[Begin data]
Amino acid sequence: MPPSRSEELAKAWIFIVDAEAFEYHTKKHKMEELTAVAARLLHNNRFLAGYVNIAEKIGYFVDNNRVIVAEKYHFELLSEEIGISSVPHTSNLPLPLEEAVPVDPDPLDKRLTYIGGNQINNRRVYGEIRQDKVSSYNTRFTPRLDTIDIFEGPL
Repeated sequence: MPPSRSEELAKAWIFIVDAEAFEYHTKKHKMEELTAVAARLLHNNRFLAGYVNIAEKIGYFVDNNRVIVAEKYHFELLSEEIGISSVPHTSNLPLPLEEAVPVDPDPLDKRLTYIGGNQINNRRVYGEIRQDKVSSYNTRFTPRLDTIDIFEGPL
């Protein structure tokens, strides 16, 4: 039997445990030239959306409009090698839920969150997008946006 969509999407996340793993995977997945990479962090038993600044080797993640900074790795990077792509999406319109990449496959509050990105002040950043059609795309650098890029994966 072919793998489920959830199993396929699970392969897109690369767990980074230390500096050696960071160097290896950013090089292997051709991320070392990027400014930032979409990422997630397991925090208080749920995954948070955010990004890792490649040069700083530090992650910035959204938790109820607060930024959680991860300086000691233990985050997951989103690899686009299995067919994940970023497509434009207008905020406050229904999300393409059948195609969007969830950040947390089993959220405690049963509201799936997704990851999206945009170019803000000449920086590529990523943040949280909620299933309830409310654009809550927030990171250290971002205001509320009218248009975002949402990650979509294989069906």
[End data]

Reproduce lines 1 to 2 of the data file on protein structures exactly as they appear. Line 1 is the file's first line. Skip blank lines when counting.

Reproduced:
Amino acid sequence: MPPSRSEELAKAWIFIVDAEAFEYHTKKHKMEELTAVAARLLHNNRFLAGYVNIAEKIGYFVDNNRVIVAEKYHFELLSEEIGISSVPHTSNLPLPLEEAVPVDPDPLDKRLTYIGGNQINNRRVYGEIRQDKVSSYNTRFTPRLDTIDIFEGPL
Repeated sequence: MPPSRSEELAKAWIFIVDAEAFEYHTKKHKMEELTAVAARLLHNNRFLAGYVNIAEKIGYFVDNNRVIVAEKYHFELLSEEIGISSVPHTSNLPLPLEEAVPVDPDPLDKRLTYIGGNQINNRRVYGEIRQDKVSSYNTRFTPRLDTIDIFEGPL